Posted by Father Ron Smith at Thursday, 29 April 2010 at 8:20pm BST

Has the Daily Mail toned down its response?

A very interesting judgment - but it seems by Lord Carey's response that he has not fully grasped all the essentials.

I appeared with this man on a TV programme where his case was discussed - the minders were very much in attendance - I felt quite sorry for him as I felt he was being manipulated by them. Even more sorry when the interviewer asked him whether any of the eight fellow counselors on his team had supported him.
"No" he said "they all supported my dismissal"

Still, this small group of people are being very effective in making people believe that Christians are being persecuted - They knew that legally they didn't have a leg to stand on and so they grandstanded this with Lord Carey weeping in the wings. They have lost all the reasoned arguments but they are winning the propaganda war - I. like Lord Carey, think they are very dangerous people who will not be satisfied until they have a martyr or two lying in a pool of blood.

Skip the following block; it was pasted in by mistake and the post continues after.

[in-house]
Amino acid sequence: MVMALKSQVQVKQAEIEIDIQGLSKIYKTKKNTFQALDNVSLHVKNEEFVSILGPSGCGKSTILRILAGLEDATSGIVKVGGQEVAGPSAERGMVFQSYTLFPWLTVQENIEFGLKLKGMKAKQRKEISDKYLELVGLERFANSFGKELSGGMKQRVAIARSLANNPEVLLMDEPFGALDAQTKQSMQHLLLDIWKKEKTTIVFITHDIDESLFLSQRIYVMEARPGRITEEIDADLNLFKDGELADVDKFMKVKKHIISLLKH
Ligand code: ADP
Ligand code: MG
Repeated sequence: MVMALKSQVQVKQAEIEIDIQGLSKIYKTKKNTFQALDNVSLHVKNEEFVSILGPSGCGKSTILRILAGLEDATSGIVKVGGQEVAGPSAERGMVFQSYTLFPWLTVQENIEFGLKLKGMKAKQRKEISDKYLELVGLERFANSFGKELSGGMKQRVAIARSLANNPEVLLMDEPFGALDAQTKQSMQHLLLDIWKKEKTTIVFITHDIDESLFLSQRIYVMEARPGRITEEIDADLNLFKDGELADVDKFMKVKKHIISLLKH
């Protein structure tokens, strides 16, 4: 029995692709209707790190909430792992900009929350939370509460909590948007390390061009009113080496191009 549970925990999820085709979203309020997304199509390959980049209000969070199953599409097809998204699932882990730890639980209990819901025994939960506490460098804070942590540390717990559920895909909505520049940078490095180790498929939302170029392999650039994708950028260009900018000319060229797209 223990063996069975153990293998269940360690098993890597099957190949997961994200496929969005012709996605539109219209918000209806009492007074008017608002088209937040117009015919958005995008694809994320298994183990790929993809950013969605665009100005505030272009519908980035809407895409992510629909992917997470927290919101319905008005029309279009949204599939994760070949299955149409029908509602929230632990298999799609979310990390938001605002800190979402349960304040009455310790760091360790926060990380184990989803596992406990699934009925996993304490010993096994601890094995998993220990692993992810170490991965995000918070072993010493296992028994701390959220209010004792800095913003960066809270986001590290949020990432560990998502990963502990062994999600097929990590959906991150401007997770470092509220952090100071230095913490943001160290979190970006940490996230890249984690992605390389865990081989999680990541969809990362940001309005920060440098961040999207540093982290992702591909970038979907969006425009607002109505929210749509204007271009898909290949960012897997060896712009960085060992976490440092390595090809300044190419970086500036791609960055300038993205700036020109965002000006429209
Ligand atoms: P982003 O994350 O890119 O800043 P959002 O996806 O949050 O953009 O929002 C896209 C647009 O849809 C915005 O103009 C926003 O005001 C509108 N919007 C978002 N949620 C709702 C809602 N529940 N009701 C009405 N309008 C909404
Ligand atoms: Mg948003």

Posted by Martin Reynolds at Thursday, 29 April 2010 at 9:19pm BST

What a thoughtful, principled, clear and reasoned judgement.

However, I feel ashamed that Christianity has been so represented, by these campaigning groups, assisted by George Carey.

26 'As I have shown Lord Carey's statement also contains a plea for a special court. I am sorry that he finds it possible to suggest a procedure that would, in my judgment, be deeply inimical to the public interest.'

(Penultimate paragraph of the Ruling)

Posted by Rev L Roberts at Thursday, 29 April 2010 at 9:37pm BST